John Neff, an American, developed an investment philosophy which emphasizes the importance of a low share price relative to earnings. But he did not stop there; he required the share to pass a number of tests in addition to the price-earnings criterion, and it is through his use of these further screening tools that he successfully evolved his approach from simple low price-earnings investing to a sophisticated one.
Neff employed his investment approach in managing the Windsor Fund for 31 years between 1964 and 1995. It returned $56 for each dollar invested in 1964, compared with $22 for the S&P 500.
The main factors he looked for
Low price-earnings ratio, PER
The Windsor Fund usually bought shares with PERs 40 to 60 per cent below those of the typical share. Neff believed that if these shares also had the promise of steady earnings growth then there was the potential for the appreciation to be ‘turbocharged’.
Low PER shares can get two boosts:
Ignored Inc. on the other hand is overlooked and in an industrial sector that is currently out-of-favour. It has a PER of 12.
Not only do both companies have the same current earnings, but careful analysis tells you that their future annual earnings growth will be the same, at 8 per cent.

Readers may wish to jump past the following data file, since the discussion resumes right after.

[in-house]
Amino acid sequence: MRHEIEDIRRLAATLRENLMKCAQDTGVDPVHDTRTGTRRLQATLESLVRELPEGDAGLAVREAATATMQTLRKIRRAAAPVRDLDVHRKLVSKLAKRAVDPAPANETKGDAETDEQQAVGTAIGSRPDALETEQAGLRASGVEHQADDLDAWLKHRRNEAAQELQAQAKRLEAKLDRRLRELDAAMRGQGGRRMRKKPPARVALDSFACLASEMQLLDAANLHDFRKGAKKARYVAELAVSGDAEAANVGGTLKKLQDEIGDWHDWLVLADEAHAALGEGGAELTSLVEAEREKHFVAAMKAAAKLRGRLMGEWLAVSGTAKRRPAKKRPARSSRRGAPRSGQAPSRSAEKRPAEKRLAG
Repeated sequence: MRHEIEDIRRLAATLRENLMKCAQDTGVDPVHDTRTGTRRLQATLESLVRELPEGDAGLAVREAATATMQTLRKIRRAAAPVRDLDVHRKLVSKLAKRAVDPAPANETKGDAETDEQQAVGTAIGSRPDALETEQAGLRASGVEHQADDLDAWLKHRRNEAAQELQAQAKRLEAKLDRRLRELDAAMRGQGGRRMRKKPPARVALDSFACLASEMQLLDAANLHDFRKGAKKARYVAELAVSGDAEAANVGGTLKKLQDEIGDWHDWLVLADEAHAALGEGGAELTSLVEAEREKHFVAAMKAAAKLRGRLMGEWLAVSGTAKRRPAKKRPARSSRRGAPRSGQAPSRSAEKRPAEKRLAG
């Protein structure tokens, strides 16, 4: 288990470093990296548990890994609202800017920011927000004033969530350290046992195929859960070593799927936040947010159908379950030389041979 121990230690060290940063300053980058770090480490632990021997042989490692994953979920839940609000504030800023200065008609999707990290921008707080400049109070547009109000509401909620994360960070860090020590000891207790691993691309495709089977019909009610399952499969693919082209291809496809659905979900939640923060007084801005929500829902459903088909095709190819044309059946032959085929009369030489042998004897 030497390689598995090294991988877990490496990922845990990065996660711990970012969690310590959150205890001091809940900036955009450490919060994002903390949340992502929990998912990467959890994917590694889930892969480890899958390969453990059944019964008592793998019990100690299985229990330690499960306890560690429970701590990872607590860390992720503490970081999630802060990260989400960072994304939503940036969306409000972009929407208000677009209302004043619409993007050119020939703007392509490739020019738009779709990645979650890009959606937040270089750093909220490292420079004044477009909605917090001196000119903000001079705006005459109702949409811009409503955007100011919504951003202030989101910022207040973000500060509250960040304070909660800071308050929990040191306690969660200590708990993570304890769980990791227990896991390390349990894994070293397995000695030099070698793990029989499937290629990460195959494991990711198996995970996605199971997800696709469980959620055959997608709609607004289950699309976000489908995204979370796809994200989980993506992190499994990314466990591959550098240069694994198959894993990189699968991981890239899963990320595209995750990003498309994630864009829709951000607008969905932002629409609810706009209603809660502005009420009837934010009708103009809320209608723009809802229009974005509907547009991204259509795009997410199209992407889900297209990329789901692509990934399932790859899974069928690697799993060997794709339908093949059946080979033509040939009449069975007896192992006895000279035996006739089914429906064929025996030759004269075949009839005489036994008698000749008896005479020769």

So after one year the earnings at both companies stand at $1.08. The market continues to value Famous Inc. at PER ratio of 25 and consequently the share price rises to $27, an 8 per cent appreciation.
During the year the market has slowly come to realize that it has overreacted to the difficulties in Ignored Inc’s industry and a re-rating has taken place. Now the market is prepared to pay a multiple of 20 on recent earnings.
So, if earnings are now $1.08 the share rises to $21.6. This is an 80 percent appreciation in one year!
Neff said that because investors have forced the price of the low PER share to absorb all the bad news, there is little positive expectation built into the price.
Moderately poor financial performance is unlikely to lead to a further penalty – so there is a degree of protection on the downside.
However, any indication of improvement may lead to fresh interest. If you can sell into that fresh interest, when other investors are fully recognizing the underlying strengths, you should produce an impressive return.
Obviously not all investments in a low PER portfolio are going to turn out to be as successful as Ignored Inc’s shares (the operating performance of the firm declines, say, or the market continues to ignore the company), but evidently, it is possible to succeed in a sufficient number of cases for this approach to be useful.
Modest earnings growth
It is not enough to sim
Prof. Glen Arnold
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